Metrolab Blog

Meet Xenobot, an Eerie New Kind of Programmable Organism

Researchers hope the living robots, made up of masses of cells working in coordination, can help unlock the mysteries of cellular communication.

image of the organism's group behavior
Xenobots carve traces through a field of particulate matter. These simple robots made of cells exhibit remarkably complex behavior.COURTESY OF DOUGLAS BLACKISTON

UNDER THE WATCHFUL eye of a microscope, busy little blobs scoot around in a field of liquid—moving forward, turning around, sometimes spinning in circles. Drop cellular debris onto the plain and the blobs will herd them into piles. Flick any blob onto its back and it’ll lie there like a flipped-over turtle.

Their behavior is reminiscent of a microscopic flatworm in pursuit of its prey, or even a tiny animal called a water bear—a creature complex enough in its bodily makeup to manage sophisticated behaviors. The resemblance is an illusion: These blobs consist of only two things, skin cells and heart cells from frogs.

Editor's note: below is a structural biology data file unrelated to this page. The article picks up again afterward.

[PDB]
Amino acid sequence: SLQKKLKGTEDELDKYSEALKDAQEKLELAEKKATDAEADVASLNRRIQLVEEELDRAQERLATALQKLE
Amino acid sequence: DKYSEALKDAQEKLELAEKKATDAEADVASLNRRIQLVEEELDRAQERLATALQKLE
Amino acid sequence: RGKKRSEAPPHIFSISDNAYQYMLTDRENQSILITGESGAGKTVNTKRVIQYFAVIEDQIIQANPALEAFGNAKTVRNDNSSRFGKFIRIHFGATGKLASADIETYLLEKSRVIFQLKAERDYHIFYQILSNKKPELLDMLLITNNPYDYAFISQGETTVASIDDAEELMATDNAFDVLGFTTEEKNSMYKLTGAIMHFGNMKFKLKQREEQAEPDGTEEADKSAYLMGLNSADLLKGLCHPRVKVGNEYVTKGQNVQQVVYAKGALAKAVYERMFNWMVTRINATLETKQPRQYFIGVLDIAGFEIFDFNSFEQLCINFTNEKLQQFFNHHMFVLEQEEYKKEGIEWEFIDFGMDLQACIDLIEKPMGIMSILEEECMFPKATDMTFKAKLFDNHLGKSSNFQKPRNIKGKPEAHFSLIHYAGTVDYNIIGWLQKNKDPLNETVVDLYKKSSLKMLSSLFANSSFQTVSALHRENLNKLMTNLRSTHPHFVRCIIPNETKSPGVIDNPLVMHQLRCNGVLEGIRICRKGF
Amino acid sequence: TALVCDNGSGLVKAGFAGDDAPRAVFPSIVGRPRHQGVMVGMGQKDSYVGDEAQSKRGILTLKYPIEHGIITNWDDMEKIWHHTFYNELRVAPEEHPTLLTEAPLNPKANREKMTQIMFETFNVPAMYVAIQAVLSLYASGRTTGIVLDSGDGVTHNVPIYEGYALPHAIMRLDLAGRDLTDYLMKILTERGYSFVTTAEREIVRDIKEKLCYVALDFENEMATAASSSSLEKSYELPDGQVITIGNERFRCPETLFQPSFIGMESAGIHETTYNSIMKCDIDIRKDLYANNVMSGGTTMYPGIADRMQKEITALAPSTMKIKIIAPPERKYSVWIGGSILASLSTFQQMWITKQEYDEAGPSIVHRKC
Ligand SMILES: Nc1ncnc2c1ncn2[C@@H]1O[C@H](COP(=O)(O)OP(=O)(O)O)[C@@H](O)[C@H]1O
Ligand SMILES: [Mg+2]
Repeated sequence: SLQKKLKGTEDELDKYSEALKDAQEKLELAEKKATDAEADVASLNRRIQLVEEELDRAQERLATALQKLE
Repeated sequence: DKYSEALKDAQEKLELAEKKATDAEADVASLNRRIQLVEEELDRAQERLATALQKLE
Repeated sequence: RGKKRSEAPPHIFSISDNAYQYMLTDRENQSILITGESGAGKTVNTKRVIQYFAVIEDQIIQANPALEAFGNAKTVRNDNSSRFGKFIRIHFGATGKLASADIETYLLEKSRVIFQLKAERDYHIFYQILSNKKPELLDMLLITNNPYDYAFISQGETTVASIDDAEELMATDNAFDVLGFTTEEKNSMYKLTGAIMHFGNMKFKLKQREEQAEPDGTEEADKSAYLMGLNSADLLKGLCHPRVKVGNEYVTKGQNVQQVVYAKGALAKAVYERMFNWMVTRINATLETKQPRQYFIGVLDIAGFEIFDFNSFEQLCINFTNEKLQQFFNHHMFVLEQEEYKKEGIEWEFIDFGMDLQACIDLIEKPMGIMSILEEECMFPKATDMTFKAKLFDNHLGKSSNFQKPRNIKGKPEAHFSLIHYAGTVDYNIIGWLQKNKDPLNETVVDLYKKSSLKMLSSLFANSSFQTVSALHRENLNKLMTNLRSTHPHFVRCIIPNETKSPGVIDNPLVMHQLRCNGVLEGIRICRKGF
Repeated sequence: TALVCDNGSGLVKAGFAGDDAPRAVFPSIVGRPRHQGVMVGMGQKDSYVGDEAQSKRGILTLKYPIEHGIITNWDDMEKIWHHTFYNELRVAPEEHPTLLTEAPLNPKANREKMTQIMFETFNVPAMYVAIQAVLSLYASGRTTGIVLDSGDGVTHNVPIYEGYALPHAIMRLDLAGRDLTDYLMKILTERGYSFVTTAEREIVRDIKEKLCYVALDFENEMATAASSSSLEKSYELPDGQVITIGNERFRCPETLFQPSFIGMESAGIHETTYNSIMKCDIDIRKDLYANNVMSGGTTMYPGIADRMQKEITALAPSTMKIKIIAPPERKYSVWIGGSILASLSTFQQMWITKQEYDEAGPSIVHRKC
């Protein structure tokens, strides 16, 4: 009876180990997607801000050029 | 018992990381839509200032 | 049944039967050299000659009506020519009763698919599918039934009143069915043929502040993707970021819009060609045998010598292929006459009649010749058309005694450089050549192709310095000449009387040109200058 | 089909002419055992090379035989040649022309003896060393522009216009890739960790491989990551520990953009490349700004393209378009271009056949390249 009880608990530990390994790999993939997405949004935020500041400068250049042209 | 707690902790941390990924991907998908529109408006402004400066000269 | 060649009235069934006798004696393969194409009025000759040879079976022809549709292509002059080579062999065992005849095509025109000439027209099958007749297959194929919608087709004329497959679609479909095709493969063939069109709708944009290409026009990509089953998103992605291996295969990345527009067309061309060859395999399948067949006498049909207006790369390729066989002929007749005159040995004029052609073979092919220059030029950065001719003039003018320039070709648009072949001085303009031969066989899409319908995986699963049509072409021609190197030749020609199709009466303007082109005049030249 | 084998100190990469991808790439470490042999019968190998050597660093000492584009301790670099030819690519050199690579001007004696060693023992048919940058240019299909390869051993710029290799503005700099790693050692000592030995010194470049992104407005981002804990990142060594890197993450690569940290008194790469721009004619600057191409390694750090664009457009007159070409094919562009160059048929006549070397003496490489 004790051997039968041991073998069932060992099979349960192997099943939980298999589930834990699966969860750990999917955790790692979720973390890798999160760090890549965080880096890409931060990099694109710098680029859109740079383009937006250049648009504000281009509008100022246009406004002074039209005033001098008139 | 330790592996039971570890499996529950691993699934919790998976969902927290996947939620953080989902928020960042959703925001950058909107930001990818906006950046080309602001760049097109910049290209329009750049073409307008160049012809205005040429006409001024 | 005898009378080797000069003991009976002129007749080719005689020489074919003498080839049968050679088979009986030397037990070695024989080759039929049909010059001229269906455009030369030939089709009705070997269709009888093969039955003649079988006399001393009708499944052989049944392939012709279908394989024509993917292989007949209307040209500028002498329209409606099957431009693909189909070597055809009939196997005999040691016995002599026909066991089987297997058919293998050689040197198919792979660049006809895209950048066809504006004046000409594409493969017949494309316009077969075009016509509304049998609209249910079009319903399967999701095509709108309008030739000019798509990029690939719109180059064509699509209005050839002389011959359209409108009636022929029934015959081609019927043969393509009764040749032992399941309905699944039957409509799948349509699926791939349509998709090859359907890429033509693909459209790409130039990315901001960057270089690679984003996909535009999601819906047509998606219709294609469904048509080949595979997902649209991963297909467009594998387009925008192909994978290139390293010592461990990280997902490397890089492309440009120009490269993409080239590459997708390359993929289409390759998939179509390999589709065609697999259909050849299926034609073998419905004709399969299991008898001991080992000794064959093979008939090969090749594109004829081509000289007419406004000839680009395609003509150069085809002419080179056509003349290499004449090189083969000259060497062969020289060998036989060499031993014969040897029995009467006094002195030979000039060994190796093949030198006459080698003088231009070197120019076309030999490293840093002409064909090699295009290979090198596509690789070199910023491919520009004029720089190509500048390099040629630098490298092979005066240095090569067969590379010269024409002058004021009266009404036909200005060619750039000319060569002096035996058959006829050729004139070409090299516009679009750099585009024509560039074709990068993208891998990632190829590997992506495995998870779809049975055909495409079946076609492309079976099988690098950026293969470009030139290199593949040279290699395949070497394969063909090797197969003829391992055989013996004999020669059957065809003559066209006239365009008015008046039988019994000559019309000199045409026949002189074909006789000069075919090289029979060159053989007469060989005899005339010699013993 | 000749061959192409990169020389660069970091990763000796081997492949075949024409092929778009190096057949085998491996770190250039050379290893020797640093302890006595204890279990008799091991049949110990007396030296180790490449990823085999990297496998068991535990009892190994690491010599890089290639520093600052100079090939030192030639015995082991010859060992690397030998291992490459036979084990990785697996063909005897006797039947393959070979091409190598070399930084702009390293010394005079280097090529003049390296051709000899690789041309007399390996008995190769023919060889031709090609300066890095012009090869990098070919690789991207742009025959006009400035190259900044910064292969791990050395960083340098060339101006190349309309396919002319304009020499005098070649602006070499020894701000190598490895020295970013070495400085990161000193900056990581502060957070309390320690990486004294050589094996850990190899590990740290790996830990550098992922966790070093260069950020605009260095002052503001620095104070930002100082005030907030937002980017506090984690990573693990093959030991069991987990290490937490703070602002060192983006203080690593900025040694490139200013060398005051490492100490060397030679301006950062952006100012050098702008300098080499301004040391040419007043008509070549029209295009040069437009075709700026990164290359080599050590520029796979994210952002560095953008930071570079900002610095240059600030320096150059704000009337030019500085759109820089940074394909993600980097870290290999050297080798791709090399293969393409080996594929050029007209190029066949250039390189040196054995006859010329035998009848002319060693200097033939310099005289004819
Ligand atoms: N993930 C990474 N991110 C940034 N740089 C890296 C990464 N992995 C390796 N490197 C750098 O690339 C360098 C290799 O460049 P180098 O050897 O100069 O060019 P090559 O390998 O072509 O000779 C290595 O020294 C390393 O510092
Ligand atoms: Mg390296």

Writing today in the Proceedings of the National Academy of Sciences, researchers describe how they’ve engineered so-called xenobots (from the species of frog, Xenopus laevis, whence their cells came) with the help of evolutionary algorithms. They hope that this new kind of organism—contracting cells and passive cells stuck together—and its eerily advanced behavior can help scientists unlock the mysteries of cellular communication.

How cells work together to form intricate anatomies “is a major puzzle,” says Tufts University developmental biophysicist Michael Levin, coauthor on the new paper. “What we’re very much interested in is this question of how cells work together to make specific functional structures.” Once they start probing that unknown, they might even make headway on the more mysterious question of what else a cell might be willing to make.